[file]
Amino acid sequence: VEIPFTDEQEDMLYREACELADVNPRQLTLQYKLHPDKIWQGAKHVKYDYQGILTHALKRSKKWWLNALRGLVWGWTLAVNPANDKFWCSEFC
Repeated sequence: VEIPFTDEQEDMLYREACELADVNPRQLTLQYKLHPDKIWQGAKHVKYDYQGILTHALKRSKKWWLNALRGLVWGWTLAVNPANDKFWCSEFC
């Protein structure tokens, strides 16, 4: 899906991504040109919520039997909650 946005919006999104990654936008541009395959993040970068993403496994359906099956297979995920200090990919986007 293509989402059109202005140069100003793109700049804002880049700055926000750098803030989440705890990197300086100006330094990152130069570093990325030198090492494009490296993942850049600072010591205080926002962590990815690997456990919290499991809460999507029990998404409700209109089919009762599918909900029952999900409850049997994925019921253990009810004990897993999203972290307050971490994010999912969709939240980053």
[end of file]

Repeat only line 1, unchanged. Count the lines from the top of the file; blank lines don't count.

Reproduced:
Amino acid sequence: VEIPFTDEQEDMLYREACELADVNPRQLTLQYKLHPDKIWQGAKHVKYDYQGILTHALKRSKKWWLNALRGLVWGWTLAVNPANDKFWCSEFC